My Nationality, My Right

My brother and I were always treated equally by our parents. We were both loved the same, and given the best my parents could give. We both got the same education opportunities, the same quality of clothes, toys, and travel opportunities. We were both expected to be responsible, respectful adults and we were both supported and respected equally. With my parents’ upbringing and our hard work, we have both grown to be successful, and accomplished adults. Thankfully, we have both made our parents equally proud.

But my brother and I are not treated equally by the Lebanese government, because he has the right to pass on the Lebanese Nationality to his children and I do not. To them, our respective genitalia are far more important than our education and achievements. In what dictionary is this any representation of basic human rights which the Lebanese government claims to uphold? “The Switzerland of the Middle East” is nothing more than a fallacy if the Lebanese government doesn’t grant 51% of its population the basic human rights of citizenship and nationality.

I consider myself to be a very patriotic Lebanese citizen. I love my country to my very core. This is why I am enraged by this latest decision that refuses Sameera Swaidan the basic human right to give her children the Lebanese Nationality. And threatening her, a Lebanese citizen, with deportation, for not paying the Residency fees of her children because her Egyptian husband has passed away, is unbelievable.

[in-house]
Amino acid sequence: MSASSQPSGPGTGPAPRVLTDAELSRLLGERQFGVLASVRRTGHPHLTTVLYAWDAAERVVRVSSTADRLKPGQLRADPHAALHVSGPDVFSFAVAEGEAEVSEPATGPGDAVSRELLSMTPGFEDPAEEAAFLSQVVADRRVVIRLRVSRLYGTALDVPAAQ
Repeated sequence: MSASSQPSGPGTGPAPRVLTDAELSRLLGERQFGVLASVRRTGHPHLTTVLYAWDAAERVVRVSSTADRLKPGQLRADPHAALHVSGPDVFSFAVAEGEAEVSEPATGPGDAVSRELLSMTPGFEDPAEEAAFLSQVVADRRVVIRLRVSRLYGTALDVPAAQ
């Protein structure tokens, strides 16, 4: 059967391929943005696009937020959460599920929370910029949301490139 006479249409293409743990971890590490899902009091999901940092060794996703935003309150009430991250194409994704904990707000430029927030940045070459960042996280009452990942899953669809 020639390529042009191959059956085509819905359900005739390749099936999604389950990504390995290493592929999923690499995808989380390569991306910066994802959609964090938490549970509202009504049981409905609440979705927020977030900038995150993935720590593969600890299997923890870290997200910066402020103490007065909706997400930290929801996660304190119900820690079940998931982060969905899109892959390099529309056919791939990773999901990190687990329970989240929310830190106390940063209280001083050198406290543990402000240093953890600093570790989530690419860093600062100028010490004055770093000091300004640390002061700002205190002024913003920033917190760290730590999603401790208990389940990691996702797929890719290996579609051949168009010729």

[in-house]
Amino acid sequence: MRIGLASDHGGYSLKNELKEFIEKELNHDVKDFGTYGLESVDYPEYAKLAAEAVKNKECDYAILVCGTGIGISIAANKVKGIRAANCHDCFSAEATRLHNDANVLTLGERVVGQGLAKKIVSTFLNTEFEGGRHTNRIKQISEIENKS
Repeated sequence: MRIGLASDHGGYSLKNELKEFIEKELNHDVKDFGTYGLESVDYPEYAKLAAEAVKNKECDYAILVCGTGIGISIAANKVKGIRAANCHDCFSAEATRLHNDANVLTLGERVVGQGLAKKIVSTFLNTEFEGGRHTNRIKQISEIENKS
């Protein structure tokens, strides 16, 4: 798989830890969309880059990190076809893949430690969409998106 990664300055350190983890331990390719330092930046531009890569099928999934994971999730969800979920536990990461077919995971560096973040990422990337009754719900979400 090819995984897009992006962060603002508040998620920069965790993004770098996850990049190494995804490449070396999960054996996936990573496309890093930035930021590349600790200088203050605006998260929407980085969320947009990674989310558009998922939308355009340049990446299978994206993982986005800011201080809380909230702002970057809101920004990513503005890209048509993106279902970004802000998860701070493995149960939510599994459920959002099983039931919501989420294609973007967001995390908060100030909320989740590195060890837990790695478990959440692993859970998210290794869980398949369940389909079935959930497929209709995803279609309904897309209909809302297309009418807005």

The Universal Declaration of Human Rights clearly states that all human beings are born free and equal in dignity and rights (Article 1) and everyone is entitled to all the rights and freedoms set forth in this Declaration, without distinction of any kind, such as race, color, sex, language, religion, political or other opinion, national or social origin, property, birth or other status (Article 2) This was written in 1948 so Lebanon has still not upheld this Declaration even after 62 years.

The case of Sameera Swaidan is another example of how outdated the Lebanese law is, and how badly it needs to be reviewed and amended. It also shows how we, the Lebanese people, get so preoccupied with meaningless political parties and idolizing Warlord political leaders and upholding sectarian prejudices that we forget to fight for the important issues that affect us all.

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